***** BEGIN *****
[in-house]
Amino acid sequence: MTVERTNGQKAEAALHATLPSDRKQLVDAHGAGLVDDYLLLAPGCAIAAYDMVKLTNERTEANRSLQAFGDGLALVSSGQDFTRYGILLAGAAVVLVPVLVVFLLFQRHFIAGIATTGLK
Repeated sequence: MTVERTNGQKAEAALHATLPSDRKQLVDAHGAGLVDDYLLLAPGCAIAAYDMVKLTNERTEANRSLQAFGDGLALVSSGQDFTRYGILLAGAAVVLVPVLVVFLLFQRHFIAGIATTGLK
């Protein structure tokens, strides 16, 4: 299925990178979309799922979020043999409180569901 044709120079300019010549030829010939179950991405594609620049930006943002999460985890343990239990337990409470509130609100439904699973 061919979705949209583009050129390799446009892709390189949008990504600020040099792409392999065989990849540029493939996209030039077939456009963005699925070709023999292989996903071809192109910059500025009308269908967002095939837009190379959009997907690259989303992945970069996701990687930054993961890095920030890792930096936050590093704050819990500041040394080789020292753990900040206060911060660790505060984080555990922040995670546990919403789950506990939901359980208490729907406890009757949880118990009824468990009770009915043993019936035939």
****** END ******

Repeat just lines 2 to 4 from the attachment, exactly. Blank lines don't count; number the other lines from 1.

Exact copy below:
Amino acid sequence: MTVERTNGQKAEAALHATLPSDRKQLVDAHGAGLVDDYLLLAPGCAIAAYDMVKLTNERTEANRSLQAFGDGLALVSSGQDFTRYGILLAGAAVVLVPVLVVFLLFQRHFIAGIATTGLK
Repeated sequence: MTVERTNGQKAEAALHATLPSDRKQLVDAHGAGLVDDYLLLAPGCAIAAYDMVKLTNERTEANRSLQAFGDGLALVSSGQDFTRYGILLAGAAVVLVPVLVVFLLFQRHFIAGIATTGLK
């Protein structure tokens, strides 16, 4: 299925990178979309799922979020043999409180569901 044709120079300019010549030829010939179950991405594609620049930006943002999460985890343990239990337990409470509130609100439904699973 061919979705949209583009050129390799446009892709390189949008990504600020040099792409392999065989990849540029493939996209030039077939456009963005699925070709023999292989996903071809192109910059500025009308269908967002095939837009190379959009997907690259989303992945970069996701990687930054993961890095920030890792930096936050590093704050819990500041040394080789020292753990900040206060911060660790505060984080555990922040995670546990919403789950506990939901359980208490729907406890009757949880118990009824468990009770009915043993019936035939």